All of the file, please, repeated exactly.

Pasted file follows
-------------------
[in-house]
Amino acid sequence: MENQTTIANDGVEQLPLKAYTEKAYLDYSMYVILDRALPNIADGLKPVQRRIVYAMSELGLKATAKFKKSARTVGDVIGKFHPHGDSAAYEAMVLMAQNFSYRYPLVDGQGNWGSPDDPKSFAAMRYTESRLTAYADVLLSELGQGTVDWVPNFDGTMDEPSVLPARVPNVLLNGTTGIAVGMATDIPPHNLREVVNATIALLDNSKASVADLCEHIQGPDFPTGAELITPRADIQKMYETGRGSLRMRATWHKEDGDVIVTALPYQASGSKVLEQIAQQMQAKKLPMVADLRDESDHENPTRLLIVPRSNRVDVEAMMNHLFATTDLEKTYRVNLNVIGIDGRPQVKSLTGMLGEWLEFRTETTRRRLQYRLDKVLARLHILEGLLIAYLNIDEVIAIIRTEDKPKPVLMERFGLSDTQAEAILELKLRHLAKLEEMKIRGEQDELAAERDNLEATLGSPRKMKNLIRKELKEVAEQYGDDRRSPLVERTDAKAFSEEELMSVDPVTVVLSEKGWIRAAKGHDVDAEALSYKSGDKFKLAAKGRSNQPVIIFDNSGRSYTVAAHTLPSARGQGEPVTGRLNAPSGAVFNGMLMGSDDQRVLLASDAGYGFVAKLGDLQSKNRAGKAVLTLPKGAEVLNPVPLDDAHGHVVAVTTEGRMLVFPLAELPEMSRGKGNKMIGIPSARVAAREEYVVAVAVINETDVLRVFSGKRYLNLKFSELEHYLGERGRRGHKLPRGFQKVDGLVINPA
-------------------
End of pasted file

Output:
[in-house]
Amino acid sequence: MENQTTIANDGVEQLPLKAYTEKAYLDYSMYVILDRALPNIADGLKPVQRRIVYAMSELGLKATAKFKKSARTVGDVIGKFHPHGDSAAYEAMVLMAQNFSYRYPLVDGQGNWGSPDDPKSFAAMRYTESRLTAYADVLLSELGQGTVDWVPNFDGTMDEPSVLPARVPNVLLNGTTGIAVGMATDIPPHNLREVVNATIALLDNSKASVADLCEHIQGPDFPTGAELITPRADIQKMYETGRGSLRMRATWHKEDGDVIVTALPYQASGSKVLEQIAQQMQAKKLPMVADLRDESDHENPTRLLIVPRSNRVDVEAMMNHLFATTDLEKTYRVNLNVIGIDGRPQVKSLTGMLGEWLEFRTETTRRRLQYRLDKVLARLHILEGLLIAYLNIDEVIAIIRTEDKPKPVLMERFGLSDTQAEAILELKLRHLAKLEEMKIRGEQDELAAERDNLEATLGSPRKMKNLIRKELKEVAEQYGDDRRSPLVERTDAKAFSEEELMSVDPVTVVLSEKGWIRAAKGHDVDAEALSYKSGDKFKLAAKGRSNQPVIIFDNSGRSYTVAAHTLPSARGQGEPVTGRLNAPSGAVFNGMLMGSDDQRVLLASDAGYGFVAKLGDLQSKNRAGKAVLTLPKGAEVLNPVPLDDAHGHVVAVTTEGRMLVFPLAELPEMSRGKGNKMIGIPSARVAAREEYVVAVAVINETDVLRVFSGKRYLNLKFSELEHYLGERGRRGHKLPRGFQKVDGLVINPA